One of the areas of Carnival history that Dr Hill discusses in detail in The Trinidad Carnival is calypso drama, short skits were performed in the calypso tents starting in 1933 with The Divorce Case and intermittently ever since. Hill traces the dramatic elements in calypso songs, the development of the first calypso duets by Roaring Lion and Atilla the Hun and the evolution of these tent skits. Recently through the efforts of Rawle Gibbons and his Camboulay Productions a whole new era of calypso drama has arisen. But these more elaborate full length productions are a far cry from the far simpler productions done in the tents.
These simple skits had stopped after 1957 except for the revival that Sparrow brought to them in the Original Young Brigade in the Sixties. For five years, he revived the calypso drama much to the delight of OYB patrons who enjoyed these comedic breaks. These were simple productions, simple props, little scenary, but they did add to the excitement with costumes and bits of dramatic business that added to the fun.
Hill noted the majority of these plays were around court cases, some real and some imagined. In 1965 the subject of the drama was the trial of Mano Benjamin, a famous murder case that captivated the country at the time and indeed ended up being the subject of calypsos by Cypher and Composer. As Hill noted the underlying crime was the stuff of tabloids, “The court case concerned a small farmer, Mano, who took two teen-aged girls from their home in a remote country area, kept them under lock and key, and allegedly tortured them so that their sight was impaired.”
To treansform the story into a dramatic piece, an original script was submitted to the Original Young Brigade by C. B. Pantin and reworked into song by Lord Cristo. When presented in the tent, Sparrow starred as the judge, Bill Trotman as Dulcie the female lead, Lord Bitterbush as Mano Benjamin, Cristo as the jury and Caruso as the policeman. Errol Hill went to visit with Lord Cristo after the season and recorded his memory of the text . In an appendix, Dr Hills documents the full text of the short calypso drama. Errol Hill also created theatrical events for the first two post Independence Dimache Gras presentations in 1953 and 1964.
Regrettably, Rawle Gibbons has not been putting on productions during Carnival recently like he had in the early Nineties. But performances at first the Yangatang and then the Maljo tent have offered another exploration of calypso theatre in the comedy skits written by Errol Fabien and Nicki Crosby as part of something new that is called a calypso tent but is really a new form.
Errol Hill’s scholarly work has overshadowed his own work as a playwright. While he wrote only a hand full of plays, two of them are very important and are central to the confluence of Carnival and theatre. Few realize that Dr Hill wrote the first ever play about steel band. His short play Ping Pong was written in1948. It is dedicated to “Elle Mannette and all those early ‘pan-beaters’ who, out of adversity and in the face of opposition, created a new type of music.”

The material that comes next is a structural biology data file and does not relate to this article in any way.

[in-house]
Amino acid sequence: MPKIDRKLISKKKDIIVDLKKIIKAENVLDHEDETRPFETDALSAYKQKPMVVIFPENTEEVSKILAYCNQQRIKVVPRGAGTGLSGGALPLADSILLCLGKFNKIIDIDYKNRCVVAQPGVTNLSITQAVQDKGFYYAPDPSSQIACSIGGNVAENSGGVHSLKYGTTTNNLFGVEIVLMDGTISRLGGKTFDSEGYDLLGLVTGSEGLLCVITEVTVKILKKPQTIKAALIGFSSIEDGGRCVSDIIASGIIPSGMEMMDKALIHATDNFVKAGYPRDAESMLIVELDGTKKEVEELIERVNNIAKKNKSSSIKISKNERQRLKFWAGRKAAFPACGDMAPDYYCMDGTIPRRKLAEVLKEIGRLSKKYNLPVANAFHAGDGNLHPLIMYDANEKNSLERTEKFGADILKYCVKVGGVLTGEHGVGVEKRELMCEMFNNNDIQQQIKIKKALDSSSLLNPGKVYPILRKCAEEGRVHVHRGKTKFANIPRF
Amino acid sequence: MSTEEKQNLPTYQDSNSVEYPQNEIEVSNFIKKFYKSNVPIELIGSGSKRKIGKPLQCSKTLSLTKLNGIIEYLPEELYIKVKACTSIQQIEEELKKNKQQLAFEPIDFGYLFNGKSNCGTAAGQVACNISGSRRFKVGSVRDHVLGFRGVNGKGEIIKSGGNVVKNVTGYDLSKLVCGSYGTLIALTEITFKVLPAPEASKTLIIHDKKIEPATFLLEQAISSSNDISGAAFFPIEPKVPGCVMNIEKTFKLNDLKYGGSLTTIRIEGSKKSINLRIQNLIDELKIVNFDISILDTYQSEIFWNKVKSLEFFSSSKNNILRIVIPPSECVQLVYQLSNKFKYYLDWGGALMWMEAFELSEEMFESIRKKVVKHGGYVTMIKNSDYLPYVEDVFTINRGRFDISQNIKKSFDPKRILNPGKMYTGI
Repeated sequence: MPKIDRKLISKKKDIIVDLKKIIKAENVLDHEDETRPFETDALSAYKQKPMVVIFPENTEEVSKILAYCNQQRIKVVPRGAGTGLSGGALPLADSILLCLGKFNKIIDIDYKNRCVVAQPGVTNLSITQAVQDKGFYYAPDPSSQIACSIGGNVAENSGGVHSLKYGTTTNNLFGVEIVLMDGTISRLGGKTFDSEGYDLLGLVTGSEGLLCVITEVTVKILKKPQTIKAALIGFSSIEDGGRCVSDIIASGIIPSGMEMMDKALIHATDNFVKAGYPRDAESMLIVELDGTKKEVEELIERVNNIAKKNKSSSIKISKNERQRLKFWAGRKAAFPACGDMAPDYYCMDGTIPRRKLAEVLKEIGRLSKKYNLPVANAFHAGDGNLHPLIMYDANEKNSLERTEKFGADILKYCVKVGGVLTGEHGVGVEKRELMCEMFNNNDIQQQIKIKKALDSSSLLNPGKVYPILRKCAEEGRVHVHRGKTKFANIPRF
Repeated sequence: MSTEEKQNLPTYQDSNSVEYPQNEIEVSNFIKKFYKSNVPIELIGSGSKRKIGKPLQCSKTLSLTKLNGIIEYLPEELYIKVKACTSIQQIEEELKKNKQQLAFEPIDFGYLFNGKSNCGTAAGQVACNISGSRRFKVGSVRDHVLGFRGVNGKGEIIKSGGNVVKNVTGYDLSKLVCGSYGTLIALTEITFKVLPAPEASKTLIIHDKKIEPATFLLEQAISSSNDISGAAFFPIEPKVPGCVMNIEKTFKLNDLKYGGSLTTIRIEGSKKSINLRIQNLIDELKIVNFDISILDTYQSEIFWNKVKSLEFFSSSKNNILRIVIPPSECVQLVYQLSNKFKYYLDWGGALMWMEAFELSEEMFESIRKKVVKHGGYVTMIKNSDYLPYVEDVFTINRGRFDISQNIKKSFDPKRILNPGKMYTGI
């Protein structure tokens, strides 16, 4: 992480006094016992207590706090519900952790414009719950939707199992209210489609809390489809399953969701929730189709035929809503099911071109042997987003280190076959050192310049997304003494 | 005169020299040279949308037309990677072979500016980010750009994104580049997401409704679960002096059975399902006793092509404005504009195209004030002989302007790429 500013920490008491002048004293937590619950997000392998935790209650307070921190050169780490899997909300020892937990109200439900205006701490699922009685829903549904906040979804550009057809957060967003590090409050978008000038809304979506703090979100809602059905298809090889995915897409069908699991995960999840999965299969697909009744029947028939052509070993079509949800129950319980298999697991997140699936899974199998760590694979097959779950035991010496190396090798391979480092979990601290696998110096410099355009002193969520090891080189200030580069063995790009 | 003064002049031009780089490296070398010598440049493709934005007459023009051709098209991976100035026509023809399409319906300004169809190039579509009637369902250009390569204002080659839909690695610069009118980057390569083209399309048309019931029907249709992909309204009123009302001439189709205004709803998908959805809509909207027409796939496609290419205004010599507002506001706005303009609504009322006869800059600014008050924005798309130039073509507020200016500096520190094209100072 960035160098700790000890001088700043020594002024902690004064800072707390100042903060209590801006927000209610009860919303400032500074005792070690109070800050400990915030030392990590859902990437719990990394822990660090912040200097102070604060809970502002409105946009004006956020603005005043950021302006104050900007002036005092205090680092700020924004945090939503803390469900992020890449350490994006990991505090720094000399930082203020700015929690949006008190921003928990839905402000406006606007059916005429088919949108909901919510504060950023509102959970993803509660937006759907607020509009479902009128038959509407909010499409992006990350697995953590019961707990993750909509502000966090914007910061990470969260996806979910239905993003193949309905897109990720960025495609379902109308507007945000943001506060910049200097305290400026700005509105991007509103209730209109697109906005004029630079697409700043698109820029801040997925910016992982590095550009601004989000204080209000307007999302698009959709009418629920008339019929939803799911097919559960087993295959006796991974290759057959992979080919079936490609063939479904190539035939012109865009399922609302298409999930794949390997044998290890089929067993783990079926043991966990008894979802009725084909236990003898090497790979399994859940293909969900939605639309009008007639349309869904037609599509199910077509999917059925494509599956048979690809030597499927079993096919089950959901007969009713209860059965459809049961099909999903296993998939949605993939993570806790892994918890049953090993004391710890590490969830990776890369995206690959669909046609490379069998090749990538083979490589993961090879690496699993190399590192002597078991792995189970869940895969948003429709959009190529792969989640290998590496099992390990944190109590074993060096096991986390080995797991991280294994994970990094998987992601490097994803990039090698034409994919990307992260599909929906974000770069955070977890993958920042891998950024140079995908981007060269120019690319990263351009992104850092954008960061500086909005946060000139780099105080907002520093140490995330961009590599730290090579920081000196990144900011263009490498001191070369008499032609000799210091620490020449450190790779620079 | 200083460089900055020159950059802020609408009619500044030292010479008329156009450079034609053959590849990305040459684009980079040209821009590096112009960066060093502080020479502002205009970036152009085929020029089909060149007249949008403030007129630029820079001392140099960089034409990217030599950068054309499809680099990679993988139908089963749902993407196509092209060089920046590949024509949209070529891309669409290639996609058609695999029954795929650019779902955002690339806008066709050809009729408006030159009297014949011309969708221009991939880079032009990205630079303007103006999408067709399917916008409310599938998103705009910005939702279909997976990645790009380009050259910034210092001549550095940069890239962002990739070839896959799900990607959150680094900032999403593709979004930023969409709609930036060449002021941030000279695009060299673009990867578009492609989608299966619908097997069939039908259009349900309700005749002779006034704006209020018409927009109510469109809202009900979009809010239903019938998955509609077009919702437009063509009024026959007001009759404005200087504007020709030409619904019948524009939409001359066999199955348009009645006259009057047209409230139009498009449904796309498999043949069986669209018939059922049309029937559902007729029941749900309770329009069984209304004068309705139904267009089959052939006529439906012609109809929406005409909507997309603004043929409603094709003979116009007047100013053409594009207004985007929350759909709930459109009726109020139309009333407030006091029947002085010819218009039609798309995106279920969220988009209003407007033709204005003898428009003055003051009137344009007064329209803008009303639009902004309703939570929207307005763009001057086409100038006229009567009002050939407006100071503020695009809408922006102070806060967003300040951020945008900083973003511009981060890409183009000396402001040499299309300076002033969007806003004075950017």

The play itself gave an intimate portrait of life in a panyard. Judy Stone noted, “Hill drawing upon the immediacy of his experiences with the steelband, achieves a brisk Creole dialogue that is electrifyingly authentic, graphic and witty.”
In an introduction to the first published edition in 1955, Eric Williams saw the play as a vital celebration of Trinidad culture in the panyards, “The Ping Pong … is .. a tribute to the ingenuity of our people and a symbol of the creative instincts latent in them.…These are the creators of our Caribbean music, the characters of our Caribbean drama, the voters of our Caribbean democracy.”
Judy Stone summarized the play as follows:
The tightly crafted comedy is set in a backyard bamboo ‘tent’, the home of the Canary Steelband. An hour before an important competition, the captain’s irreplaceable pan is stolen. The audience sees the theft, and the suspense that is skillfully developed from the outset of the play relies not on who did it, but on his motivation, on whether the pan will be rescued undamaged, whether the culprit will be discovered and the framed man cleared, whether the band will play in the competition, whether the Canaries will beat their rivals.
Judy Stone. Studies in West Indian Theatre: Theatre
It was broadcast in 1950 on BBC radio across England and the Caribbean as part of the historic radio show, Caribbean Voices. The amazing thing to remember is this was before TASPO came to England when as far as I know only Boscoe and Sheila Holder were performing with pan in England. Yet Errol Hill was giving a rich portrait of life in a panyard at the time heard all over England. What other picture of life in a panyard was given for the next two decades? It was performed at the Roxy Theatre in Port of Spain with an overture “Ping Pong Rondo” specially commissioned by Sgt. Griffin on May 5, 1955.
(London: MacMillan, 1994)
Ping Pong was later published as part of the UWI Extramural series of one act plays, an effort spearheaded by Dr Hill. It appears now to be out of print.
Dr Hill wrote several more one acts that were issued by Extra Mural, Dance Bongo, Wey Wey, Strict Matrimony, Square Peg, and Oily Portrait. These short plays continue to performed in the Caribbean. Strictly Matrimony was directed by Ken Hippolyte at the Lighthouse Theatre in St. Lucia a few years ago. Judy Stone noted Ping Pong had long been a popular play to be performed by school.